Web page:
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Lying Still Raises Artificial Insemination Success
Date:10/30/2009

Moving around right after procedure cuts conception rate, study found

THURSDAY, Oct. 29 (HealthDay News) -- Women who lie flat for 15 minutes after being artificially inseminated greatly boost their odds of becoming pregnant, new research suggests.

"Allowing women treated for subfertility with IUI [intrauterine insemination] to remain in supine position will yield a 50 percent higher chance at conceiving," said Inge Custers, lead author of a study to be published online Oct. 30 in the BMJ.

Custers and colleagues aren't sure why this simple step yields better results, but they hypothesize that the supine position prevents sperm "leakage" from the vagina.

IUI involves placing sperm directly into the uterus, where conception then hopefully takes place. It differs from in vitro fertilization, which involves fertilizing the egg in a test tube before implanting the embryo in the uterus.

According to the editorial, IUI offers several benefits, including minimal drug involvement and low cost. It is also more accessible, being offered in smaller clinics. A main downside is a pregnancy rate lower than that achieved by in vitro fertilization.

IUI remains one of the most common fertility treatments worldwide, the study authors stated.

This study involved almost 400 couples in The Netherlands who were undergoing intrauterine insemination. The women were randomized to lie prone for 15 minutes after insemination or to get up right away.

Twenty-seven percent of women who stayed still for 15 minutes became pregnant vs. 18 percent in the other group. Live birth rates followed a similar trend: 27 percent in the first group and 17 percent in the control group.

The main problem with this method would be taking up more time and space at fertility clinics.

On the other hand, achieving conception the first time around would mean fewer repeat visitors, the experts noted.

"Over the years, subfertility is an increasing problem, which causes higher demands on busy offices, trying to treat as many patients as possible," said Custers, a student and registrar at the Centre for Reproductive Medicine at the Academic Medical Centre in Amsterdam. "With increased efficacy of the procedure, these women will therefore not return for subsequent cycles. A positive effect of this study was observed in The Netherlands: more and more women have been allowed this treatment strategy. Whether this will be implemented globally remains to be seen."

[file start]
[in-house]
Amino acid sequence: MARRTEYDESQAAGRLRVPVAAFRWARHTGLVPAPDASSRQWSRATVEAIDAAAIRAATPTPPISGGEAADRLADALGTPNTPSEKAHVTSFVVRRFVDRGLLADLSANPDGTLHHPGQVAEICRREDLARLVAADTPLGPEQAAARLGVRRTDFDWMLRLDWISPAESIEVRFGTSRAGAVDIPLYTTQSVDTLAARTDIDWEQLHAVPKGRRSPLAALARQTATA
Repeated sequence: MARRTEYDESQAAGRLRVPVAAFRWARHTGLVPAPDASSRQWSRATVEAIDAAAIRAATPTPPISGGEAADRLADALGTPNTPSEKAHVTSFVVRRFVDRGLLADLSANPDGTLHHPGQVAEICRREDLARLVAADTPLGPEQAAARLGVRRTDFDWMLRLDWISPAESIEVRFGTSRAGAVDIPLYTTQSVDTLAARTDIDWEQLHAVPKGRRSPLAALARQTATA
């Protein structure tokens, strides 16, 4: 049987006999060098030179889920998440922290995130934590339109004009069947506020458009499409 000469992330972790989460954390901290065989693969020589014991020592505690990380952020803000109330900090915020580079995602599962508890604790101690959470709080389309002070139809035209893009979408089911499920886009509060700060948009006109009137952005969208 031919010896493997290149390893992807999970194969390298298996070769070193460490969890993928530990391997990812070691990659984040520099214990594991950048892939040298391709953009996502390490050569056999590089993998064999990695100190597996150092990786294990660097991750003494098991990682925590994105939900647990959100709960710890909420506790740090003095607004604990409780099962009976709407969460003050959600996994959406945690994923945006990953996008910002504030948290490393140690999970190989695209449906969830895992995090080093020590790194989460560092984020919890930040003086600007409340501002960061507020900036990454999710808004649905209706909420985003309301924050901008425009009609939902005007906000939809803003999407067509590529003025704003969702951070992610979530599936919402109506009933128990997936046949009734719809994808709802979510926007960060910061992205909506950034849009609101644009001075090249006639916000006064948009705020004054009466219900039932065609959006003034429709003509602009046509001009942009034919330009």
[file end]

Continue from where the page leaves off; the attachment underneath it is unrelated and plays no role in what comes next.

One expert said it wasn't yet clear whether this was the best way to maximize pregnancy odds.

First of all, it's not known what common practice is currently in clinics: lying down for 5, 10, 15 minutes or longer, said Dr. Peter McGovern, director of the division of reproductive endocrinology and infertility at Hackensack University Medical Center in New Jersey.

"These authors didn't test other times," he said. "And studies in the past found that sperm deposited in the vagina could be found at the end of the fallopian tubes within 5 minutes. I think probably any time period over 5 minutes would probably give you the same difference. It's probably a good idea to have people lay flat for some period of time as opposed to just leaping up."

Another expert agreed.

The Dutch study's conclusions are "plausible," said Dr. Roger Lobo, president-elect of the American Society of Reproductive Medicine and professor of obstetrics and gynecology at Columbia University, although the 15-minute time span used in the study does appear "artificial."

"Five minutes is probably sufficient," he said. "Sperm travels very, very rapidly. If you get up within the minute there may be some leakage."

"In our practice I've never heard of anyone who gets up immediately," Lobo said. "The standard is 10 minutes. Women who are asked to get up immediately may have a stress response." Volume of sperm also plays a role with more sperm upping the odds of pregnancy, he added.

More information

There's more on infertility at the American Society of Reproductive Medicine.



SOURCES: Inge Custers, Ph.D., student and registrar, Centre for Reproductive Medicine, Academic Medical Centre, Amsterdam, The Netherlands; Roger Lobo, M.D., professor, obstetrics and gynecology, Columbia University and president-elect, American Society of Reproductive Medicine; Peter McGovern, M.D., director, Division of Reproductive Endocrinology and Infertility, Hackensack University Medical Center, professor and director, Division of Reproductive Endocrinology and Infertility, University of Medicine and Dentistry of New Jersey, and medical director, University Reproductive Associates, Hasbrouck Heights, New Jersey; Oct. 30, 2009, BMJ, online


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